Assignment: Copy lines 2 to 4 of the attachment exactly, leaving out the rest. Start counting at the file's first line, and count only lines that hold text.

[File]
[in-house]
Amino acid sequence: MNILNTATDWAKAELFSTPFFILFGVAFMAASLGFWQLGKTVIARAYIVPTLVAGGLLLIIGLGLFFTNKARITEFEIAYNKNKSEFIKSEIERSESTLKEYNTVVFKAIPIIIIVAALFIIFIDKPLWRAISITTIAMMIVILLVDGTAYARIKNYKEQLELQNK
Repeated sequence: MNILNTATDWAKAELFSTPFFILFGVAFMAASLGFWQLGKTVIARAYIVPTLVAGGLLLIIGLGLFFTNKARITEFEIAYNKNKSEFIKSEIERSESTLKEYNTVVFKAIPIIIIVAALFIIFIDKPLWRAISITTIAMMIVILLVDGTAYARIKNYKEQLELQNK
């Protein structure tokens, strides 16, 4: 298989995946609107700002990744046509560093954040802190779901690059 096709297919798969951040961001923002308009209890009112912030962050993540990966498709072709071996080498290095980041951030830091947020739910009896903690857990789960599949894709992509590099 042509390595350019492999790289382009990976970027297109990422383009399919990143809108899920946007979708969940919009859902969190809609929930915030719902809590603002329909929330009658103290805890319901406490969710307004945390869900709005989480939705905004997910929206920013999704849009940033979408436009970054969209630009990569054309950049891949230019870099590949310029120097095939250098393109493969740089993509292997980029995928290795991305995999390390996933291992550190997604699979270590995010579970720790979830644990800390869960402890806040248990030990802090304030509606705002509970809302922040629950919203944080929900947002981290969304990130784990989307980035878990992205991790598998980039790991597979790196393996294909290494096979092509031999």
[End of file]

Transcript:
Amino acid sequence: MNILNTATDWAKAELFSTPFFILFGVAFMAASLGFWQLGKTVIARAYIVPTLVAGGLLLIIGLGLFFTNKARITEFEIAYNKNKSEFIKSEIERSESTLKEYNTVVFKAIPIIIIVAALFIIFIDKPLWRAISITTIAMMIVILLVDGTAYARIKNYKEQLELQNK
Repeated sequence: MNILNTATDWAKAELFSTPFFILFGVAFMAASLGFWQLGKTVIARAYIVPTLVAGGLLLIIGLGLFFTNKARITEFEIAYNKNKSEFIKSEIERSESTLKEYNTVVFKAIPIIIIVAALFIIFIDKPLWRAISITTIAMMIVILLVDGTAYARIKNYKEQLELQNK
């Protein structure tokens, strides 16, 4: 298989995946609107700002990744046509560093954040802190779901690059 096709297919798969951040961001923002308009209890009112912030962050993540990966498709072709071996080498290095980041951030830091947020739910009896903690857990789960599949894709992509590099 042509390595350019492999790289382009990976970027297109990422383009399919990143809108899920946007979708969940919009859902969190809609929930915030719902809590603002329909929330009658103290805890319901406490969710307004945390869900709005989480939705905004997910929206920013999704849009940033979408436009970054969209630009990569054309950049891949230019870099590949310029120097095939250098393109493969740089993509292997980029995928290795991305995999390390996933291992550190997604699979270590995010579970720790979830644990800390869960402890806040248990030990802090304030509606705002509970809302922040629950919203944080929900947002981290969304990130784990989307980035878990992205991790598998980039790991597979790196393996294909290494096979092509031999």